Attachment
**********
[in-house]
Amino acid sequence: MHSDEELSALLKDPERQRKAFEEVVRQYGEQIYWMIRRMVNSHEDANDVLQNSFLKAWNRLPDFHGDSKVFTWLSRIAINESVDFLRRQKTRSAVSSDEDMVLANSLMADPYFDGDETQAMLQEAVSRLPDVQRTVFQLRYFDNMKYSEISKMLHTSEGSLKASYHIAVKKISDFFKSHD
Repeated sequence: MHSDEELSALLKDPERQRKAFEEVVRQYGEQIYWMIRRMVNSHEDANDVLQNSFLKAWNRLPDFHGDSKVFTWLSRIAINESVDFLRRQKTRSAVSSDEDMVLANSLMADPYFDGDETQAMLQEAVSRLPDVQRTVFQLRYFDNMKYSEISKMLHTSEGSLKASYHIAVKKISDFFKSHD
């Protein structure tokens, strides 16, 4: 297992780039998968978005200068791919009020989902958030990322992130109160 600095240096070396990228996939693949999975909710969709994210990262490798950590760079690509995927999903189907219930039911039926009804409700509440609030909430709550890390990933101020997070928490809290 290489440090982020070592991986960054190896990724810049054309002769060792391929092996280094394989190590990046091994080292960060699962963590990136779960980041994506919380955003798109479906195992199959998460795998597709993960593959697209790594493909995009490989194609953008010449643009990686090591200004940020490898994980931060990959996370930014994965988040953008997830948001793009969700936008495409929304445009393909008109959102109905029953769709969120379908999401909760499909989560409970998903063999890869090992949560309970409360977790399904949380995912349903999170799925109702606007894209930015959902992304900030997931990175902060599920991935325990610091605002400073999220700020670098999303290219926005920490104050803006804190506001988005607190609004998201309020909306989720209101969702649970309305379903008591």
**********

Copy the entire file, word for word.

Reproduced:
[in-house]
Amino acid sequence: MHSDEELSALLKDPERQRKAFEEVVRQYGEQIYWMIRRMVNSHEDANDVLQNSFLKAWNRLPDFHGDSKVFTWLSRIAINESVDFLRRQKTRSAVSSDEDMVLANSLMADPYFDGDETQAMLQEAVSRLPDVQRTVFQLRYFDNMKYSEISKMLHTSEGSLKASYHIAVKKISDFFKSHD
Repeated sequence: MHSDEELSALLKDPERQRKAFEEVVRQYGEQIYWMIRRMVNSHEDANDVLQNSFLKAWNRLPDFHGDSKVFTWLSRIAINESVDFLRRQKTRSAVSSDEDMVLANSLMADPYFDGDETQAMLQEAVSRLPDVQRTVFQLRYFDNMKYSEISKMLHTSEGSLKASYHIAVKKISDFFKSHD
């Protein structure tokens, strides 16, 4: 297992780039998968978005200068791919009020989902958030990322992130109160 600095240096070396990228996939693949999975909710969709994210990262490798950590760079690509995927999903189907219930039911039926009804409700509440609030909430709550890390990933101020997070928490809290 290489440090982020070592991986960054190896990724810049054309002769060792391929092996280094394989190590990046091994080292960060699962963590990136779960980041994506919380955003798109479906195992199959998460795998597709993960593959697209790594493909995009490989194609953008010449643009990686090591200004940020490898994980931060990959996370930014994965988040953008997830948001793009969700936008495409929304445009393909008109959102109905029953769709969120379908999401909760499909989560409970998903063999890869090992949560309970409360977790399904949380995912349903999170799925109702606007894209930015959902992304900030997931990175902060599920991935325990610091605002400073999220700020670098999303290219926005920490104050803006804190506001988005607190609004998201309020909306989720209101969702649970309305379903008591």